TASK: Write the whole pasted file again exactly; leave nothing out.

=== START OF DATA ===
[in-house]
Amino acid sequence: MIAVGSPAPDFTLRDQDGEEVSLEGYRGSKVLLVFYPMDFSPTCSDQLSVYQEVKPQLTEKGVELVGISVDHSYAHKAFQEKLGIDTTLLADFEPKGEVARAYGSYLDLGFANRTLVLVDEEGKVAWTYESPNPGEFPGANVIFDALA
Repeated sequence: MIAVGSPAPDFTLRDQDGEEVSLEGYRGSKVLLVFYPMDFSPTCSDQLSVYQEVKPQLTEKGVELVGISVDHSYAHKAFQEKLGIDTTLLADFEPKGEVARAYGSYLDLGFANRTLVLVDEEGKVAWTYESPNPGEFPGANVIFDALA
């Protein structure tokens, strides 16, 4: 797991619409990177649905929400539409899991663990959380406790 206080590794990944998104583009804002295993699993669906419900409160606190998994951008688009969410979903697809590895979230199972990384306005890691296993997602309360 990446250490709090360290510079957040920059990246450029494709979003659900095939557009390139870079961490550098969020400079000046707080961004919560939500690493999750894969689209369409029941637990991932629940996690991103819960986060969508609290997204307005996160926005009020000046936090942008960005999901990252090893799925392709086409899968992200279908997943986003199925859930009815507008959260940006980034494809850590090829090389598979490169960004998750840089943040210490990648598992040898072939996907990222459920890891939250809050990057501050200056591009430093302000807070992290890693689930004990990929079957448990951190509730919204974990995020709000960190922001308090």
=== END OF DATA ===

[in-house]
Amino acid sequence: MIAVGSPAPDFTLRDQDGEEVSLEGYRGSKVLLVFYPMDFSPTCSDQLSVYQEVKPQLTEKGVELVGISVDHSYAHKAFQEKLGIDTTLLADFEPKGEVARAYGSYLDLGFANRTLVLVDEEGKVAWTYESPNPGEFPGANVIFDALA
Repeated sequence: MIAVGSPAPDFTLRDQDGEEVSLEGYRGSKVLLVFYPMDFSPTCSDQLSVYQEVKPQLTEKGVELVGISVDHSYAHKAFQEKLGIDTTLLADFEPKGEVARAYGSYLDLGFANRTLVLVDEEGKVAWTYESPNPGEFPGANVIFDALA
């Protein structure tokens, strides 16, 4: 797991619409990177649905929400539409899991663990959380406790 206080590794990944998104583009804002295993699993669906419900409160606190998994951008688009969410979903697809590895979230199972990384306005890691296993997602309360 990446250490709090360290510079957040920059990246450029494709979003659900095939557009390139870079961490550098969020400079000046707080961004919560939500690493999750894969689209369409029941637990991932629940996690991103819960986060969508609290997204307005996160926005009020000046936090942008960005999901990252090893799925392709086409899968992200279908997943986003199925859930009815507008959260940006980034494809850590090829090389598979490169960004998750840089943040210490990648598992040898072939996907990222459920890891939250809050990057501050200056591009430093302000807070992290890693689930004990990929079957448990951190509730919204974990995020709000960190922001308090």